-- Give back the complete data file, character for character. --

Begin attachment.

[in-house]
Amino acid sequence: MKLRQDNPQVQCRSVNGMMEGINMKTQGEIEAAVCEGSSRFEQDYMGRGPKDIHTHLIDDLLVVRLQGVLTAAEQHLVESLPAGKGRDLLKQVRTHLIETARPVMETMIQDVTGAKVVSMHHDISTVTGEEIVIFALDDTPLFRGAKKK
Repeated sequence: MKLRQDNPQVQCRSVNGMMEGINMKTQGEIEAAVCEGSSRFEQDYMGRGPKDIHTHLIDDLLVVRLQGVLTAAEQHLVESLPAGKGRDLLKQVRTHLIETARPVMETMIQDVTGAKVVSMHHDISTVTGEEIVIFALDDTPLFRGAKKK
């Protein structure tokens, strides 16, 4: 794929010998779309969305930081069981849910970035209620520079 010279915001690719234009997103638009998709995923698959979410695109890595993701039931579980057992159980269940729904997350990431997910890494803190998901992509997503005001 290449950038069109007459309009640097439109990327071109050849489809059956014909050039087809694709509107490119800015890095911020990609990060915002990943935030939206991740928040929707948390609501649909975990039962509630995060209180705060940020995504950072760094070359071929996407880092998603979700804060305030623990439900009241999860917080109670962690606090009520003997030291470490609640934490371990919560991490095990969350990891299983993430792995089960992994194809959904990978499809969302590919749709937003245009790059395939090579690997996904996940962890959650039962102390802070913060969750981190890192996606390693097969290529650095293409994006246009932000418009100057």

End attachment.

[in-house]
Amino acid sequence: MKLRQDNPQVQCRSVNGMMEGINMKTQGEIEAAVCEGSSRFEQDYMGRGPKDIHTHLIDDLLVVRLQGVLTAAEQHLVESLPAGKGRDLLKQVRTHLIETARPVMETMIQDVTGAKVVSMHHDISTVTGEEIVIFALDDTPLFRGAKKK
Repeated sequence: MKLRQDNPQVQCRSVNGMMEGINMKTQGEIEAAVCEGSSRFEQDYMGRGPKDIHTHLIDDLLVVRLQGVLTAAEQHLVESLPAGKGRDLLKQVRTHLIETARPVMETMIQDVTGAKVVSMHHDISTVTGEEIVIFALDDTPLFRGAKKK
């Protein structure tokens, strides 16, 4: 794929010998779309969305930081069981849910970035209620520079 010279915001690719234009997103638009998709995923698959979410695109890595993701039931579980057992159980269940729904997350990431997910890494803190998901992509997503005001 290449950038069109007459309009640097439109990327071109050849489809059956014909050039087809694709509107490119800015890095911020990609990060915002990943935030939206991740928040929707948390609501649909975990039962509630995060209180705060940020995504950072760094070359071929996407880092998603979700804060305030623990439900009241999860917080109670962690606090009520003997030291470490609640934490371990919560991490095990969350990891299983993430792995089960992994194809959904990978499809969302590919749709937003245009790059395939090579690997996904996940962890959650039962102390802070913060969750981190890192996606390693097969290529650095293409994006246009932000418009100057």